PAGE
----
Favorite Shoes Got No Sole?
Sam Torrey Shoe Repair can help you get more mileage out of that beloved pair of kicks.
Kevork Tchalekian holds the strap of a lady’s sandal and uses a leather puncher to make a new hole. If there’s a noise, you can’t hear it over the drone of the buffing and sanding machines, which make the room sound as if a small sawmill is in the back. As fixes go, this one is easy. He charges the woman a dollar and tells her to have a nice day.
Tchalekian has owned Sam Torrey Shoe Service on Lee Highway since 1986, first with his dad, who died 10 years ago, and now by himself. They bought it from the original Sam Torrey (shortened from Sam Torregrossa) who started the business in1945 in Cherrydale. It has been in the current location since the 1960s.
The shop has changed little—same signs, the same sharp scent of shoe polish and glue mingling with the comforting scent of old leather. “It’s history,” says Tchalekian, now 52. “It’s in the walls. I don’t even smell it anymore.”He and his four employees repair and polish shoes, sell laces and insoles, and make keys.
They’ve fixed luggage, belts, bags, jackets, baseball gloves, hockey equipment, dog leashes, car seat upholstery, camping gear and gun holsters.
But it is footwear that makes up the bulk of the business: dress shoes, boots and shoes that need orthopedic adjustments. He estimates they repair 40 to 50 pairs a day.
Tchalekian grew up around stores like this. As a child he immigrated with his family to America from Beirut just a few years before civil war tore Lebanon apart. He learned shoe repair from uncles and cousins who owned small businesses in Virginia.
“It’s a craft,” he says. “It’s an art. You learn by doing, and it takes years of doing to get it right. ”
In 1990, Arlington County had seven footwear and leather goods repair shops, according to the federal Quarterly Census of Employment and Wages. By 2015 there were two. “This used to be a pretty thriving business—one on every corner,” Tchalekian says. “It’s more of a specialty store now.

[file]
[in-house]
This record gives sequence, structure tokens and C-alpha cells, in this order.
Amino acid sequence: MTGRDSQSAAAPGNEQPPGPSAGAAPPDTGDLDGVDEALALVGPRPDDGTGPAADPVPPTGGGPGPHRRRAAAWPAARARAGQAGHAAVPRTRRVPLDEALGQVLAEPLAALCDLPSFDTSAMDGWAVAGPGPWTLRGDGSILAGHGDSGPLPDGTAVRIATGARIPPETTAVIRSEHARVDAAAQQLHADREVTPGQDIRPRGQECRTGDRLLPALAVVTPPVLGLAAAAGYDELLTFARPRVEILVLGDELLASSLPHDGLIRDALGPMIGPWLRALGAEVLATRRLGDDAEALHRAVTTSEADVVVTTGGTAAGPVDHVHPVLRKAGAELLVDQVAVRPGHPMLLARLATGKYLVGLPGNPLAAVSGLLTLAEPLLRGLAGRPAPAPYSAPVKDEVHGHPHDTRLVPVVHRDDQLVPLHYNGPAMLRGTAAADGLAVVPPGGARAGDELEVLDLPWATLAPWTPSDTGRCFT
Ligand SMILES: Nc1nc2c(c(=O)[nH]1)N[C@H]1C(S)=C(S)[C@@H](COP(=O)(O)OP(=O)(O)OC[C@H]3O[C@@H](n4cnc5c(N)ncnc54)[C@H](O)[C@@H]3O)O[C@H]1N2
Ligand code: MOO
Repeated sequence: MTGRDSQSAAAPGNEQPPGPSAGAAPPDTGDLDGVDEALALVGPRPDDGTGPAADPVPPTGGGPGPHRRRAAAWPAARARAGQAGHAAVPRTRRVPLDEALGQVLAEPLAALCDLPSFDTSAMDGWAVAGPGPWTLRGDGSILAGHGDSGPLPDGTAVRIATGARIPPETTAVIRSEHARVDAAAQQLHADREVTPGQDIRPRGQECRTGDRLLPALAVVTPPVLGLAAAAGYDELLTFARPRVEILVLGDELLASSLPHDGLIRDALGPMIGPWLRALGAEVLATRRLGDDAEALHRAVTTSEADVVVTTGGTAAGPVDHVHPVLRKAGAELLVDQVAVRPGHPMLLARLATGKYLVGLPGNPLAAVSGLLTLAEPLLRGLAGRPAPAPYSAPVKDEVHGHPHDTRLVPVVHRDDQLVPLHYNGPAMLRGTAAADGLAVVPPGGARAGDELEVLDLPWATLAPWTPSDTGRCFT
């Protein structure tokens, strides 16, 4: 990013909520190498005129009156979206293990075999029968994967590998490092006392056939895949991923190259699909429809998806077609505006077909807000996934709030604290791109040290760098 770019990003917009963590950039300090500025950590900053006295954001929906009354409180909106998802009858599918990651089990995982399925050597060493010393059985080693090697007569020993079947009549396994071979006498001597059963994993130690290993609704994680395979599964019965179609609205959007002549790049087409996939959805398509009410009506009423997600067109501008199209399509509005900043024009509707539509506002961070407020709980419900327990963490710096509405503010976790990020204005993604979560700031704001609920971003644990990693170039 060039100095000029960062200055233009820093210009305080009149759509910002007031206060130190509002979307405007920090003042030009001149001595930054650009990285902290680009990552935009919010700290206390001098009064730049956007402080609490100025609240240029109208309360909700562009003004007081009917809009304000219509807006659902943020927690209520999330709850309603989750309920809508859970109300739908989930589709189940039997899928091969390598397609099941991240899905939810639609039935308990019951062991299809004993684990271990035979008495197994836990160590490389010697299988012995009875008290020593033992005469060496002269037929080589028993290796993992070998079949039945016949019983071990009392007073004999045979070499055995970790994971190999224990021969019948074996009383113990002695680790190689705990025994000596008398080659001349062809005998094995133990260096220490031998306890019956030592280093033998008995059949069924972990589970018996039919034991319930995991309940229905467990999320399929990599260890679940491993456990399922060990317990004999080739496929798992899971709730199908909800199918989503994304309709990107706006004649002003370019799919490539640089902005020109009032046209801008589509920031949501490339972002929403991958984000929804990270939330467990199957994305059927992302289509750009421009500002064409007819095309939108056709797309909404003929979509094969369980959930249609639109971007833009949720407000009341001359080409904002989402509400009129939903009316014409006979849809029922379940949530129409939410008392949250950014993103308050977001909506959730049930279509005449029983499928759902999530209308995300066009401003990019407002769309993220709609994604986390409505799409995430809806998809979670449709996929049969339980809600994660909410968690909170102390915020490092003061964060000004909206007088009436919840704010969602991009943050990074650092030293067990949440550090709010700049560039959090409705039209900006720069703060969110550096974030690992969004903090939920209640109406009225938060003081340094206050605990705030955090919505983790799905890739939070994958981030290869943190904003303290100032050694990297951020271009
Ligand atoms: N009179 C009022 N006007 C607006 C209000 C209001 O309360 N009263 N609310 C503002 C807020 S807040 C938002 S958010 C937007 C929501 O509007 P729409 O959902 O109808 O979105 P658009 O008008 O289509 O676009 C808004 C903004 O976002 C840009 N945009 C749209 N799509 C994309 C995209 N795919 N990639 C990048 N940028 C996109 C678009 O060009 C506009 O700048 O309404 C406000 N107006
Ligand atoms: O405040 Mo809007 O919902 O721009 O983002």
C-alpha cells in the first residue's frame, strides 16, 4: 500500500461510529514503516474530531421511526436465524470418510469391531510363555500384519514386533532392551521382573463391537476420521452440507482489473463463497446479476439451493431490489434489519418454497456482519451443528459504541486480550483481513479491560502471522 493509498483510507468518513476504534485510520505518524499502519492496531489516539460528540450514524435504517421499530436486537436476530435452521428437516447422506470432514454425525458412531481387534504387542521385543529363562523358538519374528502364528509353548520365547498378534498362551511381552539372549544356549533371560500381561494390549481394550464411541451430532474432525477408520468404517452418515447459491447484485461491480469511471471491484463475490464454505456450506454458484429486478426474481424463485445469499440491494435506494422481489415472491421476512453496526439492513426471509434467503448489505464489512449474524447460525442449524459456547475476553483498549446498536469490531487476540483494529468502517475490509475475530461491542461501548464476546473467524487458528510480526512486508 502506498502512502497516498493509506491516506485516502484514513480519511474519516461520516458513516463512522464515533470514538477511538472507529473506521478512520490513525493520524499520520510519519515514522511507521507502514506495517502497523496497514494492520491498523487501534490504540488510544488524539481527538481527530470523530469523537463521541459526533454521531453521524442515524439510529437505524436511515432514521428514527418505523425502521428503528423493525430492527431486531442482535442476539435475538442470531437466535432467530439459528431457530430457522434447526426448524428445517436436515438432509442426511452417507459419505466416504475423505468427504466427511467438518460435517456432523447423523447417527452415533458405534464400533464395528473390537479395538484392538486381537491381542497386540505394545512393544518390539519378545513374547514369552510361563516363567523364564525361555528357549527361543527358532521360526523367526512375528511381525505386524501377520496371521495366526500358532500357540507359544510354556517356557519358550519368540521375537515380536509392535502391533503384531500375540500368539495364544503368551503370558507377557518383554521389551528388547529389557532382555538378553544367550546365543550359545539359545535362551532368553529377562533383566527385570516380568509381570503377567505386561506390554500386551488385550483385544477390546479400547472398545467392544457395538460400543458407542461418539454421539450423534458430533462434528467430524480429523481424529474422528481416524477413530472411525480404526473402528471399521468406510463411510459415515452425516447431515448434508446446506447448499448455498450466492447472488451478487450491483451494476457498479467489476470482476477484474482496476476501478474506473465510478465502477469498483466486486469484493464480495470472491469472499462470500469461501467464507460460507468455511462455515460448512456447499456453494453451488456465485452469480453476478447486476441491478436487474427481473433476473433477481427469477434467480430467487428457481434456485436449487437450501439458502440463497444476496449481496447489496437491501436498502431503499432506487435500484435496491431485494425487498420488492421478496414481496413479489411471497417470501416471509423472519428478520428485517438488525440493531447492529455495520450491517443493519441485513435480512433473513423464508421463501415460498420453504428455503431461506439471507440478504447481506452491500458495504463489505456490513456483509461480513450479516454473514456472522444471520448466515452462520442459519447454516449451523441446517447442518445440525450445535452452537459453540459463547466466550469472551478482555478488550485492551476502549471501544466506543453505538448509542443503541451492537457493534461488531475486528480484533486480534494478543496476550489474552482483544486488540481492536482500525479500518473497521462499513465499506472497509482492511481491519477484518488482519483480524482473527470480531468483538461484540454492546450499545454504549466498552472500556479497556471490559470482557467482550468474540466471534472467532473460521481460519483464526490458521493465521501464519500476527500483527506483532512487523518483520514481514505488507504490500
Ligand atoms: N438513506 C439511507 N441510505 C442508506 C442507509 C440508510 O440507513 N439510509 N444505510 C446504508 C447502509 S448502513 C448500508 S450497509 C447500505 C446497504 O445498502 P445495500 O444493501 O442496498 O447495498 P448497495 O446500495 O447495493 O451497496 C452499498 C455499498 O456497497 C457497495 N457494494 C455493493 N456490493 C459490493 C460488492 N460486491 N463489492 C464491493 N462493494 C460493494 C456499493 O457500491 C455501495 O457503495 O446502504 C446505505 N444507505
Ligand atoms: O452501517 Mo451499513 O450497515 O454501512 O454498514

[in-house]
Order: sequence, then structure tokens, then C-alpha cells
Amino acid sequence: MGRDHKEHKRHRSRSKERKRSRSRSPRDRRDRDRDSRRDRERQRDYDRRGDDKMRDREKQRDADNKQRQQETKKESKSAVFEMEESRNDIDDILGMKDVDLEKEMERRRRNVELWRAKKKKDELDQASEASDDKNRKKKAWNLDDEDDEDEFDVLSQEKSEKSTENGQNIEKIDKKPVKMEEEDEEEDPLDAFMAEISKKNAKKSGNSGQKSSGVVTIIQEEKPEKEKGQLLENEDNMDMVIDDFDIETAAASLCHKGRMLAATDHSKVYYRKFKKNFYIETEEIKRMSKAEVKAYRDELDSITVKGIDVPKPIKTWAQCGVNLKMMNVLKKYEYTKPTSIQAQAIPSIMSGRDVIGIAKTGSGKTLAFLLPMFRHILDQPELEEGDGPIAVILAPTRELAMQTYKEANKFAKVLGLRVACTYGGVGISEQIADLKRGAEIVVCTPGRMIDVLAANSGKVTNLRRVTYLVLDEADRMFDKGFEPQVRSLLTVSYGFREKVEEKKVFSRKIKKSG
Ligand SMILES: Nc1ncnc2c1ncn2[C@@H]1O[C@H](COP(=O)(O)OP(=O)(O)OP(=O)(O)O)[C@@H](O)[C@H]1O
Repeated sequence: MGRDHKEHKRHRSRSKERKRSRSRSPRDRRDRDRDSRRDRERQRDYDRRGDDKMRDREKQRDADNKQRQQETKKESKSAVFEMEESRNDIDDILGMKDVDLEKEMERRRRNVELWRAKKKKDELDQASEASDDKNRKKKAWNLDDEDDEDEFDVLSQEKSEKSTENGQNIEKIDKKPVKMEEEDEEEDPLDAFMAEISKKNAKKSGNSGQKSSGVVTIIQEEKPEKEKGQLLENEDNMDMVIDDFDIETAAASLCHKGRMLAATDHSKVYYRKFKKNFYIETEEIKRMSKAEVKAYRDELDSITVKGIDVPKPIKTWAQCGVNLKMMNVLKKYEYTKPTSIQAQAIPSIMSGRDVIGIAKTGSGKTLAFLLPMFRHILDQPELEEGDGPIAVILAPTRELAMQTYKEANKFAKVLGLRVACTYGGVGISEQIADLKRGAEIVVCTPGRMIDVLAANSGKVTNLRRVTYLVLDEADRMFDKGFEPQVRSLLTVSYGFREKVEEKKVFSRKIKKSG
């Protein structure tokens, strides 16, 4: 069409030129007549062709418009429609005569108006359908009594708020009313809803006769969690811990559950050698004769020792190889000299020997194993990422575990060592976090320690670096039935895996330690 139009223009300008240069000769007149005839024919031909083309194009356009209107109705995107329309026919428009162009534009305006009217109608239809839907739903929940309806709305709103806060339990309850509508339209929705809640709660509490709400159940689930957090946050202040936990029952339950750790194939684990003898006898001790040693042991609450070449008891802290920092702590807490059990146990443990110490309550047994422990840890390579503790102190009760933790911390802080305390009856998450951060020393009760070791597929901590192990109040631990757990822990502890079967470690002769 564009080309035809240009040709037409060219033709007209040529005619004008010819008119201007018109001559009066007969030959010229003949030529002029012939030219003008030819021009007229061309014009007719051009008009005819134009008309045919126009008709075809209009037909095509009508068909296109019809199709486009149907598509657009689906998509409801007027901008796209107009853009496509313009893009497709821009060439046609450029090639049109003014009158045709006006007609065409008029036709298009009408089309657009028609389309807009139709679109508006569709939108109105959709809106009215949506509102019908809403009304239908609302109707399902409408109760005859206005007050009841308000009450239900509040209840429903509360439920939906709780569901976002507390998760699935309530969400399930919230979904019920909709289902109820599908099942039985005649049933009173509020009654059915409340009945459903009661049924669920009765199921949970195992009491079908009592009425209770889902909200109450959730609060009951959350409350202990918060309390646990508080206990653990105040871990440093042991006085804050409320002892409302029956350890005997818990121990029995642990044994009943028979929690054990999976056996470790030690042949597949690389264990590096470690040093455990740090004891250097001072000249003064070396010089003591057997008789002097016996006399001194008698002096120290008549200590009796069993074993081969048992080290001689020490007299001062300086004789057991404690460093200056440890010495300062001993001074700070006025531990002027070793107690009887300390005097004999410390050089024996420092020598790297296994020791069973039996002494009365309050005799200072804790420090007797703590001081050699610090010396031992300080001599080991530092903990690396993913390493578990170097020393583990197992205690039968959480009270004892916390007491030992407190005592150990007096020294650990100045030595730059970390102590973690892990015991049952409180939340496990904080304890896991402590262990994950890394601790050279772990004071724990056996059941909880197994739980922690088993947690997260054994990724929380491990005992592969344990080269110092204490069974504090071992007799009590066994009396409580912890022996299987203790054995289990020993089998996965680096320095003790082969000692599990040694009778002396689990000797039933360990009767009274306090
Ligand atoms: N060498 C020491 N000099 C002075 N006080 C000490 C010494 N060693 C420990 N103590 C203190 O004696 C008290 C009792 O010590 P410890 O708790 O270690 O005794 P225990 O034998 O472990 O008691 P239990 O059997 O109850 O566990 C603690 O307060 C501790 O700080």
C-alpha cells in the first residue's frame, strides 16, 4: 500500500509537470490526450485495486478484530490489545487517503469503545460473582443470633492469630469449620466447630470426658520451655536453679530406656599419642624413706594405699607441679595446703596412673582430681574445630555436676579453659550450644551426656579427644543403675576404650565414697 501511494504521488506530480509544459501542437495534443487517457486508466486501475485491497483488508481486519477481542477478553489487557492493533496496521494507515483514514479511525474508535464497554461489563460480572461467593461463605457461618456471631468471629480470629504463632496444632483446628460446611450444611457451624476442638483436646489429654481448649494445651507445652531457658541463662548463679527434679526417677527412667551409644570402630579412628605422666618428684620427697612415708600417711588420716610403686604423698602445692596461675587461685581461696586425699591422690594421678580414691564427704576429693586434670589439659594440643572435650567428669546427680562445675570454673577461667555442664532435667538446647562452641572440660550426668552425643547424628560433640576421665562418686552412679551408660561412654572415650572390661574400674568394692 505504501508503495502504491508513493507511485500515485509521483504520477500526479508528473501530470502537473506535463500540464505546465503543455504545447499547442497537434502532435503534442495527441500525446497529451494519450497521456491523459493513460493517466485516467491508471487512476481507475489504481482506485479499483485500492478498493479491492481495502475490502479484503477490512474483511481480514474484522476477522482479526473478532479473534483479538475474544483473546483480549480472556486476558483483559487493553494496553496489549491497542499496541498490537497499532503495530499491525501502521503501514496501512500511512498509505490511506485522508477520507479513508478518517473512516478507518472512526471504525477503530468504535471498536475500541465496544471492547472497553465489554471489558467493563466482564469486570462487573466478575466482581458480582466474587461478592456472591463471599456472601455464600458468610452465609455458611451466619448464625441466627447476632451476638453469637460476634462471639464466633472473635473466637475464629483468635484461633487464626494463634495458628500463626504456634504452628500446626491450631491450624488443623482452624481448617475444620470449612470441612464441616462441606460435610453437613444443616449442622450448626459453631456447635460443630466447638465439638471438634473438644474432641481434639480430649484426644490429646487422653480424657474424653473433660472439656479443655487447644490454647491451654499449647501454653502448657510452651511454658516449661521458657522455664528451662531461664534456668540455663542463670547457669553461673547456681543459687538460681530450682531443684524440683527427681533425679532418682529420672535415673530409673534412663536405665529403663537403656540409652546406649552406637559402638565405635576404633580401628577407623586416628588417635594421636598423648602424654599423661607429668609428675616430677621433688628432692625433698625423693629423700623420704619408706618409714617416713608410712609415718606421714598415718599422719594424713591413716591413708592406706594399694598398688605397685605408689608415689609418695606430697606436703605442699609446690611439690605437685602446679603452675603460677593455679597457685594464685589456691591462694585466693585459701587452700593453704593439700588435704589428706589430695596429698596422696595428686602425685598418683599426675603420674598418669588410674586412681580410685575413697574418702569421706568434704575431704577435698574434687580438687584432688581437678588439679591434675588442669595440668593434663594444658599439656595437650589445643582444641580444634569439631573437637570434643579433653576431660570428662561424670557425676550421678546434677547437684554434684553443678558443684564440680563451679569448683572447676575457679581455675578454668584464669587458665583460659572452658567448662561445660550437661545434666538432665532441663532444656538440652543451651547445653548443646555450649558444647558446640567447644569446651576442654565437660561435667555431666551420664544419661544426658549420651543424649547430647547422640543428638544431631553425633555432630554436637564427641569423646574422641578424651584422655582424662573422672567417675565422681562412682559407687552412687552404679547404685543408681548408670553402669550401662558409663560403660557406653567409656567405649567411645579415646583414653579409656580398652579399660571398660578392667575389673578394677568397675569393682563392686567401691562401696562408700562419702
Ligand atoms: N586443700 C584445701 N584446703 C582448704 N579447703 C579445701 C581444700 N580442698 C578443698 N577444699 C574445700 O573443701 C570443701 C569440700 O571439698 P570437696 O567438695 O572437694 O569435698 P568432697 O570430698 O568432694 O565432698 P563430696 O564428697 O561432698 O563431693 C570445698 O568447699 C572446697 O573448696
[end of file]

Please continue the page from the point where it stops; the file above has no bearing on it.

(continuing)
The East Coast still has the highest concentration of shoe repair shops. There are more of them between Washington and Boston than in the rest of the United States. But the numbers are way down nationwide. During the Great Depression, there were about 120,000 such businesses, notes Jim McFarland, historian and spokesman for the Shoe Service Institute of America. Today, “there are maybe 6,500.”
It’s not just that shoes are being made more cheaply now, with synthetic materials that are less expensive to replace than repair. It’s also the training—the way of life.
“When I go to an annual shoe services show, we are the youngest generation there,” says McFarland, also 52. “A lot of these guys immigrated and started in this business. My father grew up in it. I grew up in it. By the time you were 15 or 16, you really knew the business.”
Today’s young people have different interests, McFarland says. His own children don’t want to go into the trade.
Tchalekian’s two sons are on other career paths, too. He says he’s fine with it.
Although fewer stores like this exist now—or more likely, because of it—the shop on Lee Highway is always busy. A steady stream of customers is in and out, and the phone rings:
“Can you fix my suitcase?”
“I wore my boots in the rain.”
Tchalekian tries his best to assess what he can fix and whether it’s worth the customer’s cost. Repairs take an average of three days to a week—sometimes longer if it’s complicated, which can be hard to explain. “In today’s world, everything’s instantaneous,” he says. He works 70 to 90 hours a week to keep up.
Sometimes, to spend more time with his wife and family, Tchalekian brings home work to Annandale, where he has lived since 1970—usually jobs that require sewing, which he learned from his seamstress mother.
Sunday, he says, is the only day he wears shoes like the ones he repairs during the week: “The only chance I have to dress up is when I go to church.”
He expects he’ll be at this job for another 10 years before he retires. “It depends on what God’s plan is,” he says. “Hopefully, someday I will get someone to buy the business so it continues.” Perhaps they’ll keep the name, and someone else will become the next Sam Torrey.
Regardless, Tchalekian doesn’t anticipate the extinction of his trade. Stores like this used to be on every corner. “Now there are just one or two. But they’ll survive.”
Madelyn Rosenberg is a writer and children’s book author in Arlington.